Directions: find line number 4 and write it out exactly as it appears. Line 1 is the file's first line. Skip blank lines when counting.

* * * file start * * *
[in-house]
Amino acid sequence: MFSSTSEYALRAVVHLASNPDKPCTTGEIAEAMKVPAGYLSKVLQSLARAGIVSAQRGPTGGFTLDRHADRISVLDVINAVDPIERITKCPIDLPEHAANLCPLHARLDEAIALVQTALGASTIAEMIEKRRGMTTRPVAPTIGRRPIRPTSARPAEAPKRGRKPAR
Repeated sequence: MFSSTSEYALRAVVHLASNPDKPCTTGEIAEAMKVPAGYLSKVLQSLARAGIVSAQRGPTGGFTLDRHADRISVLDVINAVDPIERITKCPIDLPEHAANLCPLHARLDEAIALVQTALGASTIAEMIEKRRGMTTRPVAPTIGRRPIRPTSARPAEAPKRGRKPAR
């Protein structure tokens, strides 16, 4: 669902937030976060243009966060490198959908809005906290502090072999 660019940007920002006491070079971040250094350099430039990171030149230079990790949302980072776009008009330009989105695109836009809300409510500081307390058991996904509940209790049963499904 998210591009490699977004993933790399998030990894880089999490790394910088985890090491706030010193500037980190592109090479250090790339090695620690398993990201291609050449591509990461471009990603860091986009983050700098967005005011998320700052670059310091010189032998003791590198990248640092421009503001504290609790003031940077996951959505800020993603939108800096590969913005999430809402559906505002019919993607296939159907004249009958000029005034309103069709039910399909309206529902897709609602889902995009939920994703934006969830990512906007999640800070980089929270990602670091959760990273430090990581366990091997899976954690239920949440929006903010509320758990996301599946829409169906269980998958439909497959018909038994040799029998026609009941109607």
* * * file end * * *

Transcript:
């Protein structure tokens, strides 16, 4: 669902937030976060243009966060490198959908809005906290502090072999 660019940007920002006491070079971040250094350099430039990171030149230079990790949302980072776009008009330009989105695109836009809300409510500081307390058991996904509940209790049963499904 998210591009490699977004993933790399998030990894880089999490790394910088985890090491706030010193500037980190592109090479250090790339090695620690398993990201291609050449591509990461471009990603860091986009983050700098967005005011998320700052670059310091010189032998003791590198990248640092421009503001504290609790003031940077996951959505800020993603939108800096590969913005999430809402559906505002019919993607296939159907004249009958000029005034309103069709039910399909309206529902897709609602889902995009939920994703934006969830990512906007999640800070980089929270990602670091959760990273430090990581366990091997899976954690239920949440929006903010509320758990996301599946829409169906269980998958439909497959018909038994040799029998026609009941109607």